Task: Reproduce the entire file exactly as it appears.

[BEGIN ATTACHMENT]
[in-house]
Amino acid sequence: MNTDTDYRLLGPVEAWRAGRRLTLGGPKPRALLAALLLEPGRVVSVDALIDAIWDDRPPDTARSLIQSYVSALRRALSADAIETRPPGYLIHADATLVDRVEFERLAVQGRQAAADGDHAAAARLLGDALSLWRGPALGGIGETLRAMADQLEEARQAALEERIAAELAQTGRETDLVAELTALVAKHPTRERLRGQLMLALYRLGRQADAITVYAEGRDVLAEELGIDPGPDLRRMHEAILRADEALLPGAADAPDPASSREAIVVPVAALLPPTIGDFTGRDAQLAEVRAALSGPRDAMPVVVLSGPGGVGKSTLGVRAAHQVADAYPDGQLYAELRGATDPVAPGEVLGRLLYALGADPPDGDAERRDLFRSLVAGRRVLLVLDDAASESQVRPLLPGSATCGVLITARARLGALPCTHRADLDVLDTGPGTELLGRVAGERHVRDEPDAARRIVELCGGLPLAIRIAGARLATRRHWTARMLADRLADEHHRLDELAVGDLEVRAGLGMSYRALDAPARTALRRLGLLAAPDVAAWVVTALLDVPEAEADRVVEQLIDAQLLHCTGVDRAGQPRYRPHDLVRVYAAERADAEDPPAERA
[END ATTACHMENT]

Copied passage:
[in-house]
Amino acid sequence: MNTDTDYRLLGPVEAWRAGRRLTLGGPKPRALLAALLLEPGRVVSVDALIDAIWDDRPPDTARSLIQSYVSALRRALSADAIETRPPGYLIHADATLVDRVEFERLAVQGRQAAADGDHAAAARLLGDALSLWRGPALGGIGETLRAMADQLEEARQAALEERIAAELAQTGRETDLVAELTALVAKHPTRERLRGQLMLALYRLGRQADAITVYAEGRDVLAEELGIDPGPDLRRMHEAILRADEALLPGAADAPDPASSREAIVVPVAALLPPTIGDFTGRDAQLAEVRAALSGPRDAMPVVVLSGPGGVGKSTLGVRAAHQVADAYPDGQLYAELRGATDPVAPGEVLGRLLYALGADPPDGDAERRDLFRSLVAGRRVLLVLDDAASESQVRPLLPGSATCGVLITARARLGALPCTHRADLDVLDTGPGTELLGRVAGERHVRDEPDAARRIVELCGGLPLAIRIAGARLATRRHWTARMLADRLADEHHRLDELAVGDLEVRAGLGMSYRALDAPARTALRRLGLLAAPDVAAWVVTALLDVPEAEADRVVEQLIDAQLLHCTGVDRAGQPRYRPHDLVRVYAAERADAEDPPAERA